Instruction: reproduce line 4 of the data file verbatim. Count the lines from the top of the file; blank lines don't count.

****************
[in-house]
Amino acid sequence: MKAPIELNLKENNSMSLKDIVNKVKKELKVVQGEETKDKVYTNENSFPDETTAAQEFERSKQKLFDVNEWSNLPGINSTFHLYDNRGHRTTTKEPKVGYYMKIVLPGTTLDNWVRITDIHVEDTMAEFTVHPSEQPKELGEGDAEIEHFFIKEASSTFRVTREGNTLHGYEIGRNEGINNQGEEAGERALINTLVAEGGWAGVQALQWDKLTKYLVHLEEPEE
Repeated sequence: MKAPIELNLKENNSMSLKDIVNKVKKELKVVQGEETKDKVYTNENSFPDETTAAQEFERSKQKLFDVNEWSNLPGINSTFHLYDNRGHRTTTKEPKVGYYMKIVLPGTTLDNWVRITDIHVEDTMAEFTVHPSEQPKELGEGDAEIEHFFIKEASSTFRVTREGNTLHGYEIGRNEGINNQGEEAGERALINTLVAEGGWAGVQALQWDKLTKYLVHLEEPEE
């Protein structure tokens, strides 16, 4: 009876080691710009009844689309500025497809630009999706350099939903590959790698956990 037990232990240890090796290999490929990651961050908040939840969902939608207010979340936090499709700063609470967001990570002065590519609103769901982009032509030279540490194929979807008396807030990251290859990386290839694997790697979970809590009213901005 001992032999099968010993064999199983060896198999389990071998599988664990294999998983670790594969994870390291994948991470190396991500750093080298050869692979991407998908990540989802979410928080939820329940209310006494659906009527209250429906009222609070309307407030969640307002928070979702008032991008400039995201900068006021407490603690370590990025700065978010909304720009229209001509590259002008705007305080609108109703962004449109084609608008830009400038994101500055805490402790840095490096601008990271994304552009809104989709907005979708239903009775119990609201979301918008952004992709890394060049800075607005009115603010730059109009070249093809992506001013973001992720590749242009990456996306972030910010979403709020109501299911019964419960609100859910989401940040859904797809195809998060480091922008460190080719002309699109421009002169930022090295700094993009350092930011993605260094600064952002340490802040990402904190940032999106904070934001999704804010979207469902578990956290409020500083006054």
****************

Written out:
């Protein structure tokens, strides 16, 4: 009876080691710009009844689309500025497809630009999706350099939903590959790698956990 037990232990240890090796290999490929990651961050908040939840969902939608207010979340936090499709700063609470967001990570002065590519609103769901982009032509030279540490194929979807008396807030990251290859990386290839694997790697979970809590009213901005 001992032999099968010993064999199983060896198999389990071998599988664990294999998983670790594969994870390291994948991470190396991500750093080298050869692979991407998908990540989802979410928080939820329940209310006494659906009527209250429906009222609070309307407030969640307002928070979702008032991008400039995201900068006021407490603690370590990025700065978010909304720009229209001509590259002008705007305080609108109703962004449109084609608008830009400038994101500055805490402790840095490096601008990271994304552009809104989709907005979708239903009775119990609201979301918008952004992709890394060049800075607005009115603010730059109009070249093809992506001013973001992720590749242009990456996306972030910010979403709020109501299911019964419960609100859910989401940040859904797809195809998060480091922008460190080719002309699109421009002169930022090295700094993009350092930011993605260094600064952002340490802040990402904190940032999106904070934001999704804010979207469902578990956290409020500083006054």